Benjamin Crump, co-counsel for the family of slain motorist Daunte Wright, speaks to Yahoo News as the jury deliberates a verdict for former Brooklyn Center, Minn. police officer Kim Potter in the killing of Wright, following a two-week trial. Crump draws parallels between the Potter case and that of Mohamed Noor, a Black former Minneapolis police officer who was found guilty in the shooting death of a white female in 2019.
BENJAMIN CRUMP: I'm in the courthouse with the family of Daunte Wright awaiting the verdict from the jury in the matter of the state of Minnesota versus Kim Potter, the white policewoman who shot and killed Daunte Wright, an unarmed young Black man. And this case is eerily similar to the case of Officer Mohamed Noor, a Black police officer who shot a unarmed white woman, and he was convicted in this same courthouse and sentenced to 12 years.
Now in the case of Officer Noor, he said, number one, I'm sorry. I didn't mean it. It was a mistake. He cried. He was remorseful. Number two, he said the reason I did what I did was because I was trying to protect my fellow officer. I was worried about his safety. I didn't want him to get killed. Number three, they decided based on the facts that he had violated the police department policies. Now when we come to Kim Potter, her arguments are exactly analogous to what Officer Noor said.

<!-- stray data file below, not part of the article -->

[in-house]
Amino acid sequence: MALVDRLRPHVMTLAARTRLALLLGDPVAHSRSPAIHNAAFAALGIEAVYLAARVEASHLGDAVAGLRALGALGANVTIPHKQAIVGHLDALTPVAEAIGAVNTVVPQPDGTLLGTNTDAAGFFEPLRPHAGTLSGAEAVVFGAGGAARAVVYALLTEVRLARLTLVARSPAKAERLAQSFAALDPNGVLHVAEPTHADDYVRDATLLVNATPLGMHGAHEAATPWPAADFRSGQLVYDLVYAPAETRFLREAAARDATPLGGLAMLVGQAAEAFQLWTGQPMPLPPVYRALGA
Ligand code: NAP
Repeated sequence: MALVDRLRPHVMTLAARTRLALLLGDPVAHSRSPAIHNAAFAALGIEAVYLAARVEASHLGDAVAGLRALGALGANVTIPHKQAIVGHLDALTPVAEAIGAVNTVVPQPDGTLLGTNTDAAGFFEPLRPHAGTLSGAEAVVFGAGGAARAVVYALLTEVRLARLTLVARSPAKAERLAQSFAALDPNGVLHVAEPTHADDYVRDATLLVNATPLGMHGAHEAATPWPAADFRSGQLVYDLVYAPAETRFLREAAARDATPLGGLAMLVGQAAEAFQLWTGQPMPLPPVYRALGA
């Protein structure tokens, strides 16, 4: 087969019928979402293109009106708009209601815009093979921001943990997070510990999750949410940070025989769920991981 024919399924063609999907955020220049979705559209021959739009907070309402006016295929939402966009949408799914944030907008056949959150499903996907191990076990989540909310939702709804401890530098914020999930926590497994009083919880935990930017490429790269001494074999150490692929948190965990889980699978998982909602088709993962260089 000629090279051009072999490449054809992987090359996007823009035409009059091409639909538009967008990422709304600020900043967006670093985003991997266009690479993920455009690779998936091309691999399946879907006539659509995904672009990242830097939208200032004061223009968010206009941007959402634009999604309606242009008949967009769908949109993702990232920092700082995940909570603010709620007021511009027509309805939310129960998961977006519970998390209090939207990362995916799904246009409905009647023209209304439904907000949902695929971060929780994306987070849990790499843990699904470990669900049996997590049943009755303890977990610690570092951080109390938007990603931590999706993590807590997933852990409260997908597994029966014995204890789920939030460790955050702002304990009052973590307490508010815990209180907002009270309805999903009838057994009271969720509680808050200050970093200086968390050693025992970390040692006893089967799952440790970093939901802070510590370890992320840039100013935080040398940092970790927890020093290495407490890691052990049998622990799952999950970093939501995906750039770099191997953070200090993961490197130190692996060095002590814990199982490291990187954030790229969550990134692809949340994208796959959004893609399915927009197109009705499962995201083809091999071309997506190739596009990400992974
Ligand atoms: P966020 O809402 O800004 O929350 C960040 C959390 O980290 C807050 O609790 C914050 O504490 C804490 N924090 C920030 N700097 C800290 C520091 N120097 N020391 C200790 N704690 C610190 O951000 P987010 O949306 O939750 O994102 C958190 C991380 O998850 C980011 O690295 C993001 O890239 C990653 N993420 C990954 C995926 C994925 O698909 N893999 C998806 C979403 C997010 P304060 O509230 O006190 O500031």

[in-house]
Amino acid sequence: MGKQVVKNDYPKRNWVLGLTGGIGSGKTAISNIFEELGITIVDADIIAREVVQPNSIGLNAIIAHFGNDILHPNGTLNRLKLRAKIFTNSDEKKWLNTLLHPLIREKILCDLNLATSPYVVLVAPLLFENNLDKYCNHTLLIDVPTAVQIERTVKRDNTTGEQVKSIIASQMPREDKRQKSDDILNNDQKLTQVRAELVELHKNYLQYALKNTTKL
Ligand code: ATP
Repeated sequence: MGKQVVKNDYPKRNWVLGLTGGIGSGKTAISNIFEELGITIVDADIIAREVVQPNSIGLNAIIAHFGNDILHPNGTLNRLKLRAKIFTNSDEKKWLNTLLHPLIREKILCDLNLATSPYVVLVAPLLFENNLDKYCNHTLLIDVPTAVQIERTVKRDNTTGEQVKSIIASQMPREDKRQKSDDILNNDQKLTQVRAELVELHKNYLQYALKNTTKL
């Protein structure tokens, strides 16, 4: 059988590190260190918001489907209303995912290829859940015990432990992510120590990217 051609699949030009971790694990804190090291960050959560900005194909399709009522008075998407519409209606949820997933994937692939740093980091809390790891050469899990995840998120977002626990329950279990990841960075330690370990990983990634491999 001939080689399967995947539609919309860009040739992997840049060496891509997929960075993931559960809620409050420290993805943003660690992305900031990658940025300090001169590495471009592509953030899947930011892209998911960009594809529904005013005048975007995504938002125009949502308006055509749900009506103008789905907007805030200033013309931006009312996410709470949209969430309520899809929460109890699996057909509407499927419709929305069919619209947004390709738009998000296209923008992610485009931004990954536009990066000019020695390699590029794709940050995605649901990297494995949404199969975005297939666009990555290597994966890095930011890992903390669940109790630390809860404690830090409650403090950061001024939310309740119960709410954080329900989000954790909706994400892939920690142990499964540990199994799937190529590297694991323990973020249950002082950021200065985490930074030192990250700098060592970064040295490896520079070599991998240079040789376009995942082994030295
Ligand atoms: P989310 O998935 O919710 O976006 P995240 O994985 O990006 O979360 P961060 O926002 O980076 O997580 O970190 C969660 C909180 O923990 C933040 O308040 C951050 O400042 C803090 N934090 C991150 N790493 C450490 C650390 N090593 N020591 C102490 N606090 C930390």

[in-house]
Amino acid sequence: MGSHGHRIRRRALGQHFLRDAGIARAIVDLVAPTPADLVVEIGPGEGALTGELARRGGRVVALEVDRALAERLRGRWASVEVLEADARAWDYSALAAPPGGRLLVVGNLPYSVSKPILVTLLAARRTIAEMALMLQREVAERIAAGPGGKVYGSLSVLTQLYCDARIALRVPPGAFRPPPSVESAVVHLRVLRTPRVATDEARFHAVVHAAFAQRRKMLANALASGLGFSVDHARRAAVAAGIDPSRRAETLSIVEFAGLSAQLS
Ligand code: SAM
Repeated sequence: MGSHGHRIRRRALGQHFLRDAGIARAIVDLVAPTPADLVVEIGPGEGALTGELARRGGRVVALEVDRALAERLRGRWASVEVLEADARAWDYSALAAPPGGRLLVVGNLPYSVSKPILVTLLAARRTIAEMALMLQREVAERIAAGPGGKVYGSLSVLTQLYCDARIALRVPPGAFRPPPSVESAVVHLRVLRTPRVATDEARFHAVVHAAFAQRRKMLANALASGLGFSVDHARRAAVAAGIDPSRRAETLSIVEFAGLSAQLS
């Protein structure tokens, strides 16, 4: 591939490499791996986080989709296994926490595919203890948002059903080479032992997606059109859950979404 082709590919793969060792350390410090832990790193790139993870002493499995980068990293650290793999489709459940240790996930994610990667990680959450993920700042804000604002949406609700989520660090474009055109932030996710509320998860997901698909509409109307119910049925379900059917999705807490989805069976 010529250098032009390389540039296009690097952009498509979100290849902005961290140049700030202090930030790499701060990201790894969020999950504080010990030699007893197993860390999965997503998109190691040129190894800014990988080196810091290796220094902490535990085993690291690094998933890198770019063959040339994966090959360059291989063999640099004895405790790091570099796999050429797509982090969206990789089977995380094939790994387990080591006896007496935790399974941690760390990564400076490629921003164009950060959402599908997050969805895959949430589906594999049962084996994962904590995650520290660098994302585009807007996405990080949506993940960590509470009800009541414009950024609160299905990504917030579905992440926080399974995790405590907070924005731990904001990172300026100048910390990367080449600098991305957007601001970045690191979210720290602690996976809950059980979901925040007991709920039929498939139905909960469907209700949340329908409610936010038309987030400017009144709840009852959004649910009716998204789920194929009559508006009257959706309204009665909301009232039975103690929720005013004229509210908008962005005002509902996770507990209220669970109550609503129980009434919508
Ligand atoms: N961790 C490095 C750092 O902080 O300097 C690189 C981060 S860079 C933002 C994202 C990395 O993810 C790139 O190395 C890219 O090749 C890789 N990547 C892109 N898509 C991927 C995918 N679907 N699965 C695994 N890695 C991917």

She said, number one, I didn't mean it. I was trying to pull my taser. It was an accident. I'm sorry. I'm remorseful. And she cried. Number two, it was decided that she violated the police department policies when she used the taser with that situation during that traffic stop. And when she used the taser, she pointed it at his chest. And number three, they decided that she had violated the policies. And she said she was trying to protect her fellow officer's safety because she thought he could get killed.
So when Officer Noor said this, nobody gave him the consideration. They convicted him and sentenced him for 12 years for killing a unarmed white woman in what many believe a far worse situation than Kim Potter because it was pitch dark. They couldn't see what she was reaching for. And then you look at what happened to him, so you say, well, if it did not work for him, why should she escape culpability? We can't have two different systems of justice in America.
And all we're saying is we want equal justice for Daunte Wright. Don't change your rules when it's one of our children lying dead on the ground. That's all we're fighting for, equal justice for Daunte Wright.